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I got inspired for this instructable when I viewed the Easy To Build Stepper Controller

instructable .When I read the instructable I knew I could make a decent looking and functioning cnc machine for under 20 dollars with a recycled twist, Not to mention I did this in under a week.

I expect you to have basic knowledge on power tools and hand tools
and of course this instructable requires you to have a rotary tool such as a dremel.
Even if you don't have knowledge on power tools or hand tools I advise you to try this instructable because you will learn a lot about hand and power tools and you can build this for less then 20 dollars
so if you mess up it's no biggie and it would not cost to much to replace a part.

Let's Build!

Update 02/01/10

{Hi everyone just thought I would give you an update on this instructable since Ive been getting
a lot of emails and messages and such.

I'm getting really close to completing the electronics for the CNC,
as stated in a comment the steppers I found in the printer were bi-polar stepper motors which the circuit
would cost quite a bit more if you went this route. If you were lucky to find some Unipolar stepper motors
then you could build the electronics for under 3 bucks however unipolar motors have less torque. I will be selling CNC kits soon and they will be of better build quality as well as a cheap price tag because I know how it is to be on a budget and not have the tools I need to create simple things and even complex things and this world needs more DIY builders.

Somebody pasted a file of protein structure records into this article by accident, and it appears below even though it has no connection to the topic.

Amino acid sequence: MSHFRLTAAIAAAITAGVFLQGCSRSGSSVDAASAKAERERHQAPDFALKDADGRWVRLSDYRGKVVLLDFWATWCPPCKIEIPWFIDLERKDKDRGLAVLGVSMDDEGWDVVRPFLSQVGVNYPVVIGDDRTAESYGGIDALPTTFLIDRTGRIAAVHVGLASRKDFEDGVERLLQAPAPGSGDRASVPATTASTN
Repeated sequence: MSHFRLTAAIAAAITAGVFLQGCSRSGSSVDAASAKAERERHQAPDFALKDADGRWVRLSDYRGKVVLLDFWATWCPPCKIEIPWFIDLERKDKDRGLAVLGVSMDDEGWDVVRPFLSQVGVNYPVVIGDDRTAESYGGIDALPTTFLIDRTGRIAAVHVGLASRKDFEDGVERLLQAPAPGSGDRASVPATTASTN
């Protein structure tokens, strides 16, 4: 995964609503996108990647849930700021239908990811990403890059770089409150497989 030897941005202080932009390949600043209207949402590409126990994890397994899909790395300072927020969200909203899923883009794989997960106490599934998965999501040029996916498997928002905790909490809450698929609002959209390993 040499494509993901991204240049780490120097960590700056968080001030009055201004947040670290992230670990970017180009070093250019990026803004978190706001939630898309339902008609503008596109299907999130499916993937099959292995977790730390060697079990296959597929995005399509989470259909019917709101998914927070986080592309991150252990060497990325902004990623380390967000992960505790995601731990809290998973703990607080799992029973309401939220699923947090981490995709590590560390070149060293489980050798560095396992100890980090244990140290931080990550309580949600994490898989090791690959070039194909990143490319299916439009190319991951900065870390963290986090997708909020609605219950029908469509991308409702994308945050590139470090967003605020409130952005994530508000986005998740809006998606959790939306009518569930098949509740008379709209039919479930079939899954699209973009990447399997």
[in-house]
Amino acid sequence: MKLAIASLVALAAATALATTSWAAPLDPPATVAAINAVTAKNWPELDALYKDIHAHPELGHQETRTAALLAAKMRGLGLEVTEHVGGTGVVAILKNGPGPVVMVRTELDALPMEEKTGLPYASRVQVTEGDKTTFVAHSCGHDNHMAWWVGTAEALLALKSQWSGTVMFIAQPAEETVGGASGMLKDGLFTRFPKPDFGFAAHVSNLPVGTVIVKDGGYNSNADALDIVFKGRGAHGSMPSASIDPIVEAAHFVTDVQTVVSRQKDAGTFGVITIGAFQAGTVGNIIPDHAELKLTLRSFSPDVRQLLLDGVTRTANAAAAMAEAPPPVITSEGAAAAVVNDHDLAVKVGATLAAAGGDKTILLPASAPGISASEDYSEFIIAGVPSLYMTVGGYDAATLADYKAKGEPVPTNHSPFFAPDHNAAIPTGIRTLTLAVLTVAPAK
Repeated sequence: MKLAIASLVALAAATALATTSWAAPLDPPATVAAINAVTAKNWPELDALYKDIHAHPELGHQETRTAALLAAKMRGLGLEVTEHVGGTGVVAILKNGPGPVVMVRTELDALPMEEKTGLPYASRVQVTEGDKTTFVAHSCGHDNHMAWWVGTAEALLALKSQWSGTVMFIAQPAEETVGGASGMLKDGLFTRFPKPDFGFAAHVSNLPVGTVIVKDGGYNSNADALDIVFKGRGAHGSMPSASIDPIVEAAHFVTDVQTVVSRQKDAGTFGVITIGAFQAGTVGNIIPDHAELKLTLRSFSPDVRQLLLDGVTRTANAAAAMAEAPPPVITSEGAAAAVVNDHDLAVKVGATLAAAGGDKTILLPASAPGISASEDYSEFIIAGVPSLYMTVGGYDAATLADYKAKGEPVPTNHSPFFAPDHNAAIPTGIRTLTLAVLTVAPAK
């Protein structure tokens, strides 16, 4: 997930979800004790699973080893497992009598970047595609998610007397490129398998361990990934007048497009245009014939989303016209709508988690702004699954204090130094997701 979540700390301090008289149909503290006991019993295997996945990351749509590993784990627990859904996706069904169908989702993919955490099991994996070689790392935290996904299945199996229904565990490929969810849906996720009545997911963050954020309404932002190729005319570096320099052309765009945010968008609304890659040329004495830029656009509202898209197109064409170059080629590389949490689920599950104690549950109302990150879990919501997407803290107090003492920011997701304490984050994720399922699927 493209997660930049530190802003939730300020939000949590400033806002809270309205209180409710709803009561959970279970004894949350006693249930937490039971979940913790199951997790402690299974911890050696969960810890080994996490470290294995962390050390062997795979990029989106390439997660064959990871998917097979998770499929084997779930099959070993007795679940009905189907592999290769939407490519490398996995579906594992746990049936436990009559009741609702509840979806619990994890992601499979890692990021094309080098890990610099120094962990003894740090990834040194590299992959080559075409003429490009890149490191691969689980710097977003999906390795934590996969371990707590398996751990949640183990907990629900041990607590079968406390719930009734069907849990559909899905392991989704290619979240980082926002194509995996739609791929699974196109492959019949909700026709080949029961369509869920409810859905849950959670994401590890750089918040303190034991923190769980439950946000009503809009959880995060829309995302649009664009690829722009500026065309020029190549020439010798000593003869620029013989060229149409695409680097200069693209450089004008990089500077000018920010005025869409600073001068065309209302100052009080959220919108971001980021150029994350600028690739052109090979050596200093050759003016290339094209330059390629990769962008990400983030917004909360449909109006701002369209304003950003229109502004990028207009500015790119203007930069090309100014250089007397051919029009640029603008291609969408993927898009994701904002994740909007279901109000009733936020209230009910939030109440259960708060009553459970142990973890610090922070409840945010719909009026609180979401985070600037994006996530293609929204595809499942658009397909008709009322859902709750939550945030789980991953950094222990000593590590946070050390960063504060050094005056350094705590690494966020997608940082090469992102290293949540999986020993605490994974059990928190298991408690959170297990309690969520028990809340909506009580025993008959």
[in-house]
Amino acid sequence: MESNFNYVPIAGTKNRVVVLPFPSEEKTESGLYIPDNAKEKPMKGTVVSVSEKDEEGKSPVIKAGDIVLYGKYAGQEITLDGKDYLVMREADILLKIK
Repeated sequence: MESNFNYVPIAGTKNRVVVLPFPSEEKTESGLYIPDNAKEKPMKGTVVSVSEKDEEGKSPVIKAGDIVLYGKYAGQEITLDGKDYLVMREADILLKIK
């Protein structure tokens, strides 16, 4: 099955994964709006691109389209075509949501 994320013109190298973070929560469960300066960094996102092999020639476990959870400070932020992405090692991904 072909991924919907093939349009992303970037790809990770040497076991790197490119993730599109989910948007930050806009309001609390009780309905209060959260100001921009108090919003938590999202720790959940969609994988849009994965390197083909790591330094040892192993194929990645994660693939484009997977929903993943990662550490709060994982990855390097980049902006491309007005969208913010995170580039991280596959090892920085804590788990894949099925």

The CNC kits will be available roughly 1 to 2 weeks after the electronics Instructable has been released
their will actually be a video showing this CNC working when the electronics Instructable is completed} 

Step 1: Find recycled material

Now this is the most enjoyable part of building the cnc machine
which is trying to find garbage that people want to throw away.

Here's what you need to locate

Flat bed scanner

Old printer

These two items are going to have your juicy stepper motors and the
beautiful harden steel rods, that's not the only thing you can get out of these green machines.

You will find gears, bushings, cold cathodes, capacitors, buttons, parallel ports and there is
so much more.

So I was wondering what type of step motors do you recommend (nema 23 or 17)? And with that being said how many? Plus with the step motor drivers, which do you recommend? I'm trying to get the electronics first then build the rest and I'm new to this and any help would be great!
<p>I asked for help for the electronic circuit to continue assembling a CNC machine from the old scanner<br> Thank you, my respect<br> Darmawan<br> Bali Indonesia<br> dmd190259@yahoo.com</p>
So, I've read all of the comments on here and can't figure out why Bipolar Stepper motors would not be better than Unipolar stepper motors since most people said they wanted more speed and power. Why are Unipolar stepper motors recommended by you Techbuilder? Is it just the increase in circuit board complexity and price?
so do anyone have the electronical part? would be so good if anyone can make it
Can we use this information to build a 3d printer?
<p>sure, if you have the right technical skills you could definitely do this, just modify the place where the dremel is supposed to go with an extruder and a few other 3D printer related parts!</p>
<p>oh, and the software / calibration would be a little different as well.</p>
Did you ever get the kits started?
<p>Great tutorial! Just wish the electronics section was finished...</p><p>I found a cheap controller on a Chinese site: <a href="http://www.banggood.com/5-Axis-CNC-Breakout-Interface-Board-For-Stepper-Driver-Mach3-With-USB-p-81074.html" rel="nofollow">http://www.banggood.com/5-Axis-CNC-Breakout-Interf...</a></p><p>I have no idea how to make it work though...</p>